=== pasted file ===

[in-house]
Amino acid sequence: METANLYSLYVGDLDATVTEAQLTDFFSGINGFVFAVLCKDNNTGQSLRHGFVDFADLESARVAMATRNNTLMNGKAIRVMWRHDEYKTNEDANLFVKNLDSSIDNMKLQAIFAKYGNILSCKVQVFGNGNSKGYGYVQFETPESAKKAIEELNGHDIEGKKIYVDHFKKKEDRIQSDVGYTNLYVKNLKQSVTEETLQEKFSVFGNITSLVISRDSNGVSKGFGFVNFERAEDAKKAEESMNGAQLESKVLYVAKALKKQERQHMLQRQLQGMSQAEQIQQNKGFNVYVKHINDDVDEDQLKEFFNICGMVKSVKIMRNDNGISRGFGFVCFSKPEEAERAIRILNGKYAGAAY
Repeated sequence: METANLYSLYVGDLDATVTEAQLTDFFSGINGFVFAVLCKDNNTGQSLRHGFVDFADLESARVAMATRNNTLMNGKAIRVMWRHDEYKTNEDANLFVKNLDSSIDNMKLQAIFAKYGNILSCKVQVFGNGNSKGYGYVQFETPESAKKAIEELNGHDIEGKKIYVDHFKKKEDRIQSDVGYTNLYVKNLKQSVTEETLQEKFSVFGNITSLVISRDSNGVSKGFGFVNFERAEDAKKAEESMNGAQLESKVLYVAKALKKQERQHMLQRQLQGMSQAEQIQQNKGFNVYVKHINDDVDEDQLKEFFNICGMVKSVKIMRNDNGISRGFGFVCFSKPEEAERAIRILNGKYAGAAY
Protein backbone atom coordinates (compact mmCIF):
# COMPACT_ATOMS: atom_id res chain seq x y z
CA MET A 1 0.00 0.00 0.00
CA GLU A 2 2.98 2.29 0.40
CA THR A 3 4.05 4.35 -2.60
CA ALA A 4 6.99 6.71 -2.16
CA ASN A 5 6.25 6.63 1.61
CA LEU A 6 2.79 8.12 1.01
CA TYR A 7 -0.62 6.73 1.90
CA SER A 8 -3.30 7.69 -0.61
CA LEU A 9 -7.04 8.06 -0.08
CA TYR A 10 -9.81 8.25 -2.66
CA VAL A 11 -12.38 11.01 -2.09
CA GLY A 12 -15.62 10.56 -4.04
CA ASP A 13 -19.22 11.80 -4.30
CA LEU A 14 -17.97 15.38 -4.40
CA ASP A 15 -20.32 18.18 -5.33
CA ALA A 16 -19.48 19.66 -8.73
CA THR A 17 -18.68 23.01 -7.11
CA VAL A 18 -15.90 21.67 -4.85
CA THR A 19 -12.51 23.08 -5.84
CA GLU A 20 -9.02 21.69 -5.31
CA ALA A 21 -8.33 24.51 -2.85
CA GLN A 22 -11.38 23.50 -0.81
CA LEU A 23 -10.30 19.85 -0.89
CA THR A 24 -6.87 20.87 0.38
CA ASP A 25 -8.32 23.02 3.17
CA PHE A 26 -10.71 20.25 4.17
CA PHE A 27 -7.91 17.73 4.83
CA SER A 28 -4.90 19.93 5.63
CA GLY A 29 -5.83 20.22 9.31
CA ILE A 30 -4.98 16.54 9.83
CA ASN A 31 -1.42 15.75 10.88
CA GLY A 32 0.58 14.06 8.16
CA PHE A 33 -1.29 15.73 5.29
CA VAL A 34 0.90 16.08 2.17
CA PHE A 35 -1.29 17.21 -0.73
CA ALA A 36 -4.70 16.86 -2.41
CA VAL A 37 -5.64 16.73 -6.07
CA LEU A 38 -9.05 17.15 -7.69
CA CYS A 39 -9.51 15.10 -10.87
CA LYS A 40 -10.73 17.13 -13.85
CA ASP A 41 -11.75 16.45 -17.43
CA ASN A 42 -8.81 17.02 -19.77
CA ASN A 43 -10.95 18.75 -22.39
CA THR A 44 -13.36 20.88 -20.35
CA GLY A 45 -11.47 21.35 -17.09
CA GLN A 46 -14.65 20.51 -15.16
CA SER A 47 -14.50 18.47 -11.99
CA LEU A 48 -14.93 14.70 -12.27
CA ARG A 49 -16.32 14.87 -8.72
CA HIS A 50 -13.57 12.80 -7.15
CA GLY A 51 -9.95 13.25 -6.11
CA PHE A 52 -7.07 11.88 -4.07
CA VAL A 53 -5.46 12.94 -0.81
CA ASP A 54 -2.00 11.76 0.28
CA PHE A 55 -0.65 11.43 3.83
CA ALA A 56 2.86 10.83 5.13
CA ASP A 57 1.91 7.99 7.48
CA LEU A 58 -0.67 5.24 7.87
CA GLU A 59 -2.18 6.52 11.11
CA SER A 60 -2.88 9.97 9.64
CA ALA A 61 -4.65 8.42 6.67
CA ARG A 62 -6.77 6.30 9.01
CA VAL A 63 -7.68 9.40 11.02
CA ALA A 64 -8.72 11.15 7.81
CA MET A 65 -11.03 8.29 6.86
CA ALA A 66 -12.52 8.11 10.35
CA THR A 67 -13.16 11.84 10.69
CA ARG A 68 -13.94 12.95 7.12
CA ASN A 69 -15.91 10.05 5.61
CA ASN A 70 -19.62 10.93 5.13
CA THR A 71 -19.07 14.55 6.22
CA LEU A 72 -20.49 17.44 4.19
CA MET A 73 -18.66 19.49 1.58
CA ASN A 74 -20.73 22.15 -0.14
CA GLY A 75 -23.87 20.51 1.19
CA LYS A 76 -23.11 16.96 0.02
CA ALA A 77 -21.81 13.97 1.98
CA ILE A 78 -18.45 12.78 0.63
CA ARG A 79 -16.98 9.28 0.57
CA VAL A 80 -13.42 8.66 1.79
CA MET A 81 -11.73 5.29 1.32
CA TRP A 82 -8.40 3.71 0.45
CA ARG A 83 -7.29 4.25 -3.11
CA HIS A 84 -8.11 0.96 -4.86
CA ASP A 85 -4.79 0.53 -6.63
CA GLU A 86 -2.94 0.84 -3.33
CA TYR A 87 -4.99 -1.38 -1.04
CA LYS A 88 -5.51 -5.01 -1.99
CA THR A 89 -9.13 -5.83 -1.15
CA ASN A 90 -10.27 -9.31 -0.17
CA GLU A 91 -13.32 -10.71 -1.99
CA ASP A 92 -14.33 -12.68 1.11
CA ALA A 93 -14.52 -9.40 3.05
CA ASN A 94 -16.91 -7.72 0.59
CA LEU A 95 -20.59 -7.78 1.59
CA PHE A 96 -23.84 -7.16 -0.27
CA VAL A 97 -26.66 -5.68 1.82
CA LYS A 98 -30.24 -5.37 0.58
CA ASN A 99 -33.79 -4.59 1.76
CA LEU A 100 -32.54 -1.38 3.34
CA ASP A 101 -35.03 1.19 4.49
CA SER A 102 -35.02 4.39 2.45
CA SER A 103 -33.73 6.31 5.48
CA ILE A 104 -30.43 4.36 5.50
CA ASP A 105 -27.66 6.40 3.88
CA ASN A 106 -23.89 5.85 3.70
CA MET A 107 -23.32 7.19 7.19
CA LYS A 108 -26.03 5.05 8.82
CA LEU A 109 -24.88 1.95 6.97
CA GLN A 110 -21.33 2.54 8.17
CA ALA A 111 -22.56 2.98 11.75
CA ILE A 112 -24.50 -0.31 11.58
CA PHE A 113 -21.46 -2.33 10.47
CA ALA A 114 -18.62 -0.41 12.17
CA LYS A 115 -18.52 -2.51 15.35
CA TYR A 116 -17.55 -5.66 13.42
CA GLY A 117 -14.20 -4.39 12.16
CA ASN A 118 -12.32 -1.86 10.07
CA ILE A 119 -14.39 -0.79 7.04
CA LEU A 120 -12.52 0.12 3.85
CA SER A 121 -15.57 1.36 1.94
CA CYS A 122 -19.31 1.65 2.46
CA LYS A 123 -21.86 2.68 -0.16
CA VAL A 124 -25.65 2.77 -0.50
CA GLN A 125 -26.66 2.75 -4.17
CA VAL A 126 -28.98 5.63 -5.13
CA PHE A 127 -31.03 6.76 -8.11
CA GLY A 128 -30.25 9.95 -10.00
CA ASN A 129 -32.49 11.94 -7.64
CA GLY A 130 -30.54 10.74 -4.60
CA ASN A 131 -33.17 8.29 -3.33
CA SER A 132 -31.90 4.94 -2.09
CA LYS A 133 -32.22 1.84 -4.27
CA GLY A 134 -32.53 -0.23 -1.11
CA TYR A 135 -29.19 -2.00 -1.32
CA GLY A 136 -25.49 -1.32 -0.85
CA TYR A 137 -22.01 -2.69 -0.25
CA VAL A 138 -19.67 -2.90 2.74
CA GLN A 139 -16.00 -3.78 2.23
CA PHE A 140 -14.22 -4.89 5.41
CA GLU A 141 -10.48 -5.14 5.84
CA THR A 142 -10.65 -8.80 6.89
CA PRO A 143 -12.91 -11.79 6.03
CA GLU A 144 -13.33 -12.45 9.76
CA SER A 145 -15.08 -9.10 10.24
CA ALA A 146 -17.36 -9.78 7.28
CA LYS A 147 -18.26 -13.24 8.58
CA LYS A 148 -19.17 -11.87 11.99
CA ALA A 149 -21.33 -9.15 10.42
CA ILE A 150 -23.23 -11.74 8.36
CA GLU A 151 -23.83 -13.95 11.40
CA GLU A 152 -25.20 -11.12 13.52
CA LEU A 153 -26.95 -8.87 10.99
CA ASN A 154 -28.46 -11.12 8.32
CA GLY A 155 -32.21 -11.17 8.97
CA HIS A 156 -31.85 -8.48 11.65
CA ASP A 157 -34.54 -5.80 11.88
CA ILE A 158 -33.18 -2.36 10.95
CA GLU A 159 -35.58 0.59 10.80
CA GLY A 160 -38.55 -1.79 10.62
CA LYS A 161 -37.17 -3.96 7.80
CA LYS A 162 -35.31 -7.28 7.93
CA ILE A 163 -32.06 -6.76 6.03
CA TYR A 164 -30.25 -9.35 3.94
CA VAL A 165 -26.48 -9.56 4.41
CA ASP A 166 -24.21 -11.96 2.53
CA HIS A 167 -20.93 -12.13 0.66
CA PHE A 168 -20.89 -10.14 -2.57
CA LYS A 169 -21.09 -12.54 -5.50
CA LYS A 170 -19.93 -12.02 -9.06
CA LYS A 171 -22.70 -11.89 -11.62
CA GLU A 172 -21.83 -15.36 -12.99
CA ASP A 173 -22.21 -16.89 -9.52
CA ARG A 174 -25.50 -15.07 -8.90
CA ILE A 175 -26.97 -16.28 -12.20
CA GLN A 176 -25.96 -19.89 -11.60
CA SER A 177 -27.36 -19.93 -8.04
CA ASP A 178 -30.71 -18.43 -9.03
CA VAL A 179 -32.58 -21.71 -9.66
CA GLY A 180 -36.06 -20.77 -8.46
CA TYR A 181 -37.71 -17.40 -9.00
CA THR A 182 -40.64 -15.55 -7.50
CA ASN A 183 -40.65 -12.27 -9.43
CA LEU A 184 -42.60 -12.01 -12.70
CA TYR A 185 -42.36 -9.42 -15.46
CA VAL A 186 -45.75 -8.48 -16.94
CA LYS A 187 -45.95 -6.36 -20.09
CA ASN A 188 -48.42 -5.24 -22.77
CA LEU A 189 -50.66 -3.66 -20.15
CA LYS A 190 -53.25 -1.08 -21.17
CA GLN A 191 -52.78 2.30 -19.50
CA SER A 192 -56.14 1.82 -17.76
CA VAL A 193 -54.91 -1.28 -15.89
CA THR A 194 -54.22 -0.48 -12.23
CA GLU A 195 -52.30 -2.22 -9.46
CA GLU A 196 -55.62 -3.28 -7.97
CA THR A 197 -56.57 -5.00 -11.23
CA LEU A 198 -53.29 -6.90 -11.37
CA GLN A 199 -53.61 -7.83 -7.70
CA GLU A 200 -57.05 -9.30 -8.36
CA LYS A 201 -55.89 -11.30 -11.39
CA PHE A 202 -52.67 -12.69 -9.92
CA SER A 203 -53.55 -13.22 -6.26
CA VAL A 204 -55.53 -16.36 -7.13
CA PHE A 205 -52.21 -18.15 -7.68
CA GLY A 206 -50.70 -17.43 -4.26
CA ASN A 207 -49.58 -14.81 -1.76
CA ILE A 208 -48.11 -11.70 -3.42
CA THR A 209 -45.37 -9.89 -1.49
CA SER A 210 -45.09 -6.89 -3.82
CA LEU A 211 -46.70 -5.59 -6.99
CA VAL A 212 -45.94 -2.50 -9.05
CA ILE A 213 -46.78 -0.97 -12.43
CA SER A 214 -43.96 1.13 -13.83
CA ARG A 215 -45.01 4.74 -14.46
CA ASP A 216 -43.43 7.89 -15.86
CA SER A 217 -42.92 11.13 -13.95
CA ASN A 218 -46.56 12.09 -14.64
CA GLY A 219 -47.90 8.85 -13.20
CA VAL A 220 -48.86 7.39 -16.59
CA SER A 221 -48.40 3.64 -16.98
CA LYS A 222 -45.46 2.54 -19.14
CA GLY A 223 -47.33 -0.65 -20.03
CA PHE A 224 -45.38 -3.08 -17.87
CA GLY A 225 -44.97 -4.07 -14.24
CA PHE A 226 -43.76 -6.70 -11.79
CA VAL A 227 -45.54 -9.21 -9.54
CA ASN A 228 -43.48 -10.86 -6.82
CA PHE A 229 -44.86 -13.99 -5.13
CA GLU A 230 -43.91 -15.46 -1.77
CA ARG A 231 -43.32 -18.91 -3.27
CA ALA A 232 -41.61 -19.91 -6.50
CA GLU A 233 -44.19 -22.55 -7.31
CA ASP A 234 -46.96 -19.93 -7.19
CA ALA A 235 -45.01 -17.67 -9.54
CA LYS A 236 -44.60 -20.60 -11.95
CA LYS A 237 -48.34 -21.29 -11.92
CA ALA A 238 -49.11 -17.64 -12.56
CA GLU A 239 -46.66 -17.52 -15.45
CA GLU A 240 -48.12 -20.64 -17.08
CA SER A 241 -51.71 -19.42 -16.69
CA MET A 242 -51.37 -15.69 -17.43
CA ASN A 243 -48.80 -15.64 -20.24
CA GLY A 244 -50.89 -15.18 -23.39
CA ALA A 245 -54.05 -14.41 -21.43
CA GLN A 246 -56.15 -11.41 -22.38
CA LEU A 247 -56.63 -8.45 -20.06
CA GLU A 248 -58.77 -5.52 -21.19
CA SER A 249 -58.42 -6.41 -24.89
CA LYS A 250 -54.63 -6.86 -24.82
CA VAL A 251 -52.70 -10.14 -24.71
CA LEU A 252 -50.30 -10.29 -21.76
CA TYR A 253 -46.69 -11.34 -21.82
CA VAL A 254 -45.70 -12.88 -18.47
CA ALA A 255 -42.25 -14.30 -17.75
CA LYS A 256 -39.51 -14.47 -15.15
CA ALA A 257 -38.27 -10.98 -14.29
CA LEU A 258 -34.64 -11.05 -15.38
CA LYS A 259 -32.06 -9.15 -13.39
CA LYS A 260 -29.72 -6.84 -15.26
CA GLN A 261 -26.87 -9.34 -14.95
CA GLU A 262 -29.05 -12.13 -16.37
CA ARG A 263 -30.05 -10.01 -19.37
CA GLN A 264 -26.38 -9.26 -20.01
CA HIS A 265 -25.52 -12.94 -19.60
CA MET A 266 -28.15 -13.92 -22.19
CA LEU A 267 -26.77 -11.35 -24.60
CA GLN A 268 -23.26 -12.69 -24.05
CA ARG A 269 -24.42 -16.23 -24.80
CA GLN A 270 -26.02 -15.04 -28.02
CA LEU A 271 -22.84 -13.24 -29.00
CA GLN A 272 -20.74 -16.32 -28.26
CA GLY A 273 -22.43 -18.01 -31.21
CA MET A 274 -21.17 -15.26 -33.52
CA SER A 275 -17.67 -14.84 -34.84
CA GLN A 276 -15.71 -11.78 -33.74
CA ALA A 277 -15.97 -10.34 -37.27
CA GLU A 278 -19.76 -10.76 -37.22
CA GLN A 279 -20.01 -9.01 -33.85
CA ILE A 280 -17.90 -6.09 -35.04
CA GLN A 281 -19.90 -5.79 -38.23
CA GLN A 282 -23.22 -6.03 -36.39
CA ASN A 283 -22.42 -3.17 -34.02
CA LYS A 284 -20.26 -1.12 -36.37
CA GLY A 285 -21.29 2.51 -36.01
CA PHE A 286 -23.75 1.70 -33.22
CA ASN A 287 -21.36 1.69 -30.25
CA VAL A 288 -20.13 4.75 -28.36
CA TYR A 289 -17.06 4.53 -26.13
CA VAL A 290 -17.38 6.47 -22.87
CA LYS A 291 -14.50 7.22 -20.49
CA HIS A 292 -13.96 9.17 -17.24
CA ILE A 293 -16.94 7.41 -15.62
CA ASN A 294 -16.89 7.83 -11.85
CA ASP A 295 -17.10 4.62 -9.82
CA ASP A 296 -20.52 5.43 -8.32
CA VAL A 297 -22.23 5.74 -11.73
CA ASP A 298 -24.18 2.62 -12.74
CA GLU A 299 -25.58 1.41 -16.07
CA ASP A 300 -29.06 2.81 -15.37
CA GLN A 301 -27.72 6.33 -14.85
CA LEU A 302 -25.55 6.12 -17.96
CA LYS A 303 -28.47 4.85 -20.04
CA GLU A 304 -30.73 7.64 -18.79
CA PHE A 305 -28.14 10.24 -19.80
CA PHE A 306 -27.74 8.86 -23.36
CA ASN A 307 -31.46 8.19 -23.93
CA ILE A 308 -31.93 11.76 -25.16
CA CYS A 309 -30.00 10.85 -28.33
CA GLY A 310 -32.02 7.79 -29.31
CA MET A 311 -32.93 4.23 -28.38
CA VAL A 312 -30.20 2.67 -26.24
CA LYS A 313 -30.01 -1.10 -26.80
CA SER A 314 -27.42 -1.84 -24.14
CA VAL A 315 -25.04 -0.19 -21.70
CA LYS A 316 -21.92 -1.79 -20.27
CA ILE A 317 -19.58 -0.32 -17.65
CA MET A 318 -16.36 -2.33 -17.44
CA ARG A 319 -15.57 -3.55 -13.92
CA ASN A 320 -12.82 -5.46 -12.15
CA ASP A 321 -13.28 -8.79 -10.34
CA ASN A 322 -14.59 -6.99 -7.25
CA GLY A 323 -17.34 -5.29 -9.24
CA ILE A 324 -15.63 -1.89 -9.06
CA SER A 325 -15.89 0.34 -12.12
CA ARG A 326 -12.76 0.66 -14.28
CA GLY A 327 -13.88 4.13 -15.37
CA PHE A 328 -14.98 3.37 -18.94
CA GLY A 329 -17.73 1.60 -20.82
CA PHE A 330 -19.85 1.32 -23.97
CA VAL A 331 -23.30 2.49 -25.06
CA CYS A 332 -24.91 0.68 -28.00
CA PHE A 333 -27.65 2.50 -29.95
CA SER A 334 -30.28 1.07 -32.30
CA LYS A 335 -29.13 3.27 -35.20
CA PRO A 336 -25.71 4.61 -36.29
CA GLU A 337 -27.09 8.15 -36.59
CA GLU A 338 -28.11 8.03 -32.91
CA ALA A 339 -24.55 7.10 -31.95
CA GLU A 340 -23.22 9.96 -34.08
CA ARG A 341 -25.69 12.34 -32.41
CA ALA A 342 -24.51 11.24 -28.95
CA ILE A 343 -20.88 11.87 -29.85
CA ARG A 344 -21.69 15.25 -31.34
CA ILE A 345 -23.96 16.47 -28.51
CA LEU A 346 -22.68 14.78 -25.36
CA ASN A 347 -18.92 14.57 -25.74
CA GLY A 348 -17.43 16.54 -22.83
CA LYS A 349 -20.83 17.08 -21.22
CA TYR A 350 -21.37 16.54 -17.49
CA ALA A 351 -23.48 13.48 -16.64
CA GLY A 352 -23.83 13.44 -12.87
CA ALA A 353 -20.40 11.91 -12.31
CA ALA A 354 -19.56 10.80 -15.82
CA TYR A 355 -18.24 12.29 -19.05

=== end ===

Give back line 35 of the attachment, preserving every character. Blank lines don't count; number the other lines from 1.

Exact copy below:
CA ILE A 30 -4.98 16.54 9.83